Synagogues: Also Ask “How?”

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I read with interest and appreciation Ben Greenberg’s recent post “Synagogues: Begin with Why.” Lately, I’ve been thinking about the same phrase, but substituting the “Why” with “How.”

Volunteers at the author's congregation, during the annual Bazaar

Volunteers at the author’s congregation, during the annual Bazaar, which draws hundreds of attendees from the entire Mississippi community

I’m currently serving on the rabbinic search committee for my small Jewish congregation in Jackson, Mississippi. This process has compelled us to take a critical look at ourselves. The membership and leadership of the congregation has been asking a lot of questions. We are reflecting about what our congregation is, why our congregation exists, and how everything we do gets accomplished. What are the qualities we think are most important for our rabbi, as spiritual leader and perhaps executive director, to lead the one synagogue in our Bible Belt town? And what will make a rabbi want to bring his or her life into our community?

We are the only congregation in Jackson. Being the only game in town means there is no “shul shopping” to find the perfect fit for one’s family. The congregation must be the one-size-fits-all answer to everyone who lives here. This leads me back to the “how”. How can one congregation, with a very small staff, serve the needs of a diverse membership of 215 family units?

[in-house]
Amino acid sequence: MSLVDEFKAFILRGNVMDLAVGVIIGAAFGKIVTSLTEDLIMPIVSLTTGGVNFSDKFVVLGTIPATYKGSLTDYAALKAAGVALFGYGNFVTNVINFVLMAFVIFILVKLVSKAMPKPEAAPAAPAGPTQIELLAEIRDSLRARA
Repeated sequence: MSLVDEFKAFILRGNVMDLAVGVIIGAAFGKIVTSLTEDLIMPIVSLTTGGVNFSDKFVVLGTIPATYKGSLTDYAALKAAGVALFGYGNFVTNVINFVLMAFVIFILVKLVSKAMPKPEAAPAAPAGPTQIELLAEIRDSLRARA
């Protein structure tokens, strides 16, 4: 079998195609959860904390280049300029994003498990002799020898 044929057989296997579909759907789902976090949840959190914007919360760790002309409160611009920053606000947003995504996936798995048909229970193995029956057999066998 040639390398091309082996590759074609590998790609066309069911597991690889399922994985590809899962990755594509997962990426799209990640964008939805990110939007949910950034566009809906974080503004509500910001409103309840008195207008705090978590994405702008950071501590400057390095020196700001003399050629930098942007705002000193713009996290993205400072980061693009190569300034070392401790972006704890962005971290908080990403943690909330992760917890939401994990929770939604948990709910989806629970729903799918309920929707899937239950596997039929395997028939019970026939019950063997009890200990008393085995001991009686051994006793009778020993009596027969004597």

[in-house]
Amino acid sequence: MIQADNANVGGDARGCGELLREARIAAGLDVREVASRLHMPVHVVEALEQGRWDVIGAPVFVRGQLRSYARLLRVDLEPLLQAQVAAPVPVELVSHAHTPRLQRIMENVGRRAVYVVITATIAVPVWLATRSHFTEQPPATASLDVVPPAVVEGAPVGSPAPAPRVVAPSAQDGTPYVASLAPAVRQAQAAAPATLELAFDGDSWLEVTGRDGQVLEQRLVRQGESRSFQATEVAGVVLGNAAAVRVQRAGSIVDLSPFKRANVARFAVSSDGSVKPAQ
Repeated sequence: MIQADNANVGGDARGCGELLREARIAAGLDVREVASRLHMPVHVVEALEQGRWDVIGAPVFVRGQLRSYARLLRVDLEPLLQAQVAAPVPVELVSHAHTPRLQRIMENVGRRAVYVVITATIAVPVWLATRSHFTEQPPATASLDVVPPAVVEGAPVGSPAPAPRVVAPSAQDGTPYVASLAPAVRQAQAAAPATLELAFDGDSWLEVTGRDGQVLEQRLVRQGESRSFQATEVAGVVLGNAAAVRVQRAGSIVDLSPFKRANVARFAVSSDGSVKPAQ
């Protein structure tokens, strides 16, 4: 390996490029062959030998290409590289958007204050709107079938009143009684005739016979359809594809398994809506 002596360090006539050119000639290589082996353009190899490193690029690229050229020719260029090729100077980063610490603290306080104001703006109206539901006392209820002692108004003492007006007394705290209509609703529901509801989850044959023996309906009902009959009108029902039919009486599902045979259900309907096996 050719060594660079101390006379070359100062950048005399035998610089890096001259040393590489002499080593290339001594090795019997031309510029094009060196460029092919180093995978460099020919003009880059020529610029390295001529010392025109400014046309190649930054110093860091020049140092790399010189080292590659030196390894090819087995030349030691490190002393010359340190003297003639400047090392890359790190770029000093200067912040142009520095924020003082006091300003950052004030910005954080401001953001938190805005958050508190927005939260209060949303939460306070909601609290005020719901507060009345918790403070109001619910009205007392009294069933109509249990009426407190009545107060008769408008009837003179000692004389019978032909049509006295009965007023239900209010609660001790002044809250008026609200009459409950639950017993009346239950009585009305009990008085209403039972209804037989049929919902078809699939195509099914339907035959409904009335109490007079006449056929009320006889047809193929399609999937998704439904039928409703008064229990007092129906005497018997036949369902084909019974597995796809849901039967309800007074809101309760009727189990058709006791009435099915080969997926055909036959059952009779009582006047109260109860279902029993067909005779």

The answer does not begin or end with finding the right rabbinic candidate. The “how” has to involve everyone – all of our congregants who make this temple their home congregation.

All of our members must contribute, and I’m not just talking about money (although that’s vital to keeping the lights on). All must contribute time. All must invest in the feeling of community. Whether welcoming those who come to worship, teaching a class, planning a program, visiting the sick, answering phones, helping with office work, landscaping, preparing a holiday meal, organizing meaningful activities with the larger community… the list goes on and on. No one will do this for us, and no one should. We get out of synagogue life what we put into it. Without us, there is no “how.”

Posted on December 16, 2014
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